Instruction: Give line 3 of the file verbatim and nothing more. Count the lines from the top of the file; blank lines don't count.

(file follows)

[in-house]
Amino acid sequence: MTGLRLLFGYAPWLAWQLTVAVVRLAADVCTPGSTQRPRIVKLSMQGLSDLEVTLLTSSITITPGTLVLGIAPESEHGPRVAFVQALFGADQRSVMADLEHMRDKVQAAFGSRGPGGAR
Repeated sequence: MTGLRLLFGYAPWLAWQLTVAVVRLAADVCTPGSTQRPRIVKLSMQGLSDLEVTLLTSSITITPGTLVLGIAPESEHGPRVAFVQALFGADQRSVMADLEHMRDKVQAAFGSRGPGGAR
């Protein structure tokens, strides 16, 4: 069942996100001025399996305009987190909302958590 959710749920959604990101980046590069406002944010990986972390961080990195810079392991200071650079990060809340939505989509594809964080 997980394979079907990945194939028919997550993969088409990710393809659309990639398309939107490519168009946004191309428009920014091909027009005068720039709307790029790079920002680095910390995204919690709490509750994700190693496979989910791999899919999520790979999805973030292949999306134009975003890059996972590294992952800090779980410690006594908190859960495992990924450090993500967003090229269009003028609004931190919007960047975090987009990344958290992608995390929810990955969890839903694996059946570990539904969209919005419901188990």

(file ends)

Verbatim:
Repeated sequence: MTGLRLLFGYAPWLAWQLTVAVVRLAADVCTPGSTQRPRIVKLSMQGLSDLEVTLLTSSITITPGTLVLGIAPESEHGPRVAFVQALFGADQRSVMADLEHMRDKVQAAFGSRGPGGAR